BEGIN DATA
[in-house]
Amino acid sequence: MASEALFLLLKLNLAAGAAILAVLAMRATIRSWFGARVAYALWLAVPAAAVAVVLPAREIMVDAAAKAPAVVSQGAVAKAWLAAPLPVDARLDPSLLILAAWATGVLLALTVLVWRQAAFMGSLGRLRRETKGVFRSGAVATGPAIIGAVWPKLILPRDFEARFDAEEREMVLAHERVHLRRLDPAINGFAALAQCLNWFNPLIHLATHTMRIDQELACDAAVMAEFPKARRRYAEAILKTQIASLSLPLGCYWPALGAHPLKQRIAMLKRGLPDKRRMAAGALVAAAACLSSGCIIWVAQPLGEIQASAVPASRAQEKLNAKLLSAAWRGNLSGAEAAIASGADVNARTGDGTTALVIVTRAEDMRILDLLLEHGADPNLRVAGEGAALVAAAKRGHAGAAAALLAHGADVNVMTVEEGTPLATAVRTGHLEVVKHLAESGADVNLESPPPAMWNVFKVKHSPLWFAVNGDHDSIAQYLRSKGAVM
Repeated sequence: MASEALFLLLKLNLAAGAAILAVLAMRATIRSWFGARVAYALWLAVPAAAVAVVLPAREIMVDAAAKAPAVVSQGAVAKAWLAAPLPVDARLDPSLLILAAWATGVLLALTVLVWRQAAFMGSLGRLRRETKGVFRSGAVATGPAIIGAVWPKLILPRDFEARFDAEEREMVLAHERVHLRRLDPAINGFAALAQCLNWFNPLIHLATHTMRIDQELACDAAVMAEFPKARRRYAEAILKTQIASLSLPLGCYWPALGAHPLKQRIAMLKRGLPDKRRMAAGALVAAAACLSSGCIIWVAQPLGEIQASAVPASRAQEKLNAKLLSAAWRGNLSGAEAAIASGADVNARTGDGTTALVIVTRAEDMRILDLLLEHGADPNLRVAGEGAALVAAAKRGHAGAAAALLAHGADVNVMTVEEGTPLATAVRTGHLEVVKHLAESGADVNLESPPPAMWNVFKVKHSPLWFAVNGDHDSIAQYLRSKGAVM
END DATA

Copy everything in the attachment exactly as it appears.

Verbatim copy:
[in-house]
Amino acid sequence: MASEALFLLLKLNLAAGAAILAVLAMRATIRSWFGARVAYALWLAVPAAAVAVVLPAREIMVDAAAKAPAVVSQGAVAKAWLAAPLPVDARLDPSLLILAAWATGVLLALTVLVWRQAAFMGSLGRLRRETKGVFRSGAVATGPAIIGAVWPKLILPRDFEARFDAEEREMVLAHERVHLRRLDPAINGFAALAQCLNWFNPLIHLATHTMRIDQELACDAAVMAEFPKARRRYAEAILKTQIASLSLPLGCYWPALGAHPLKQRIAMLKRGLPDKRRMAAGALVAAAACLSSGCIIWVAQPLGEIQASAVPASRAQEKLNAKLLSAAWRGNLSGAEAAIASGADVNARTGDGTTALVIVTRAEDMRILDLLLEHGADPNLRVAGEGAALVAAAKRGHAGAAAALLAHGADVNVMTVEEGTPLATAVRTGHLEVVKHLAESGADVNLESPPPAMWNVFKVKHSPLWFAVNGDHDSIAQYLRSKGAVM
Repeated sequence: MASEALFLLLKLNLAAGAAILAVLAMRATIRSWFGARVAYALWLAVPAAAVAVVLPAREIMVDAAAKAPAVVSQGAVAKAWLAAPLPVDARLDPSLLILAAWATGVLLALTVLVWRQAAFMGSLGRLRRETKGVFRSGAVATGPAIIGAVWPKLILPRDFEARFDAEEREMVLAHERVHLRRLDPAINGFAALAQCLNWFNPLIHLATHTMRIDQELACDAAVMAEFPKARRRYAEAILKTQIASLSLPLGCYWPALGAHPLKQRIAMLKRGLPDKRRMAAGALVAAAACLSSGCIIWVAQPLGEIQASAVPASRAQEKLNAKLLSAAWRGNLSGAEAAIASGADVNARTGDGTTALVIVTRAEDMRILDLLLEHGADPNLRVAGEGAALVAAAKRGHAGAAAALLAHGADVNVMTVEEGTPLATAVRTGHLEVVKHLAESGADVNLESPPPAMWNVFKVKHSPLWFAVNGDHDSIAQYLRSKGAVM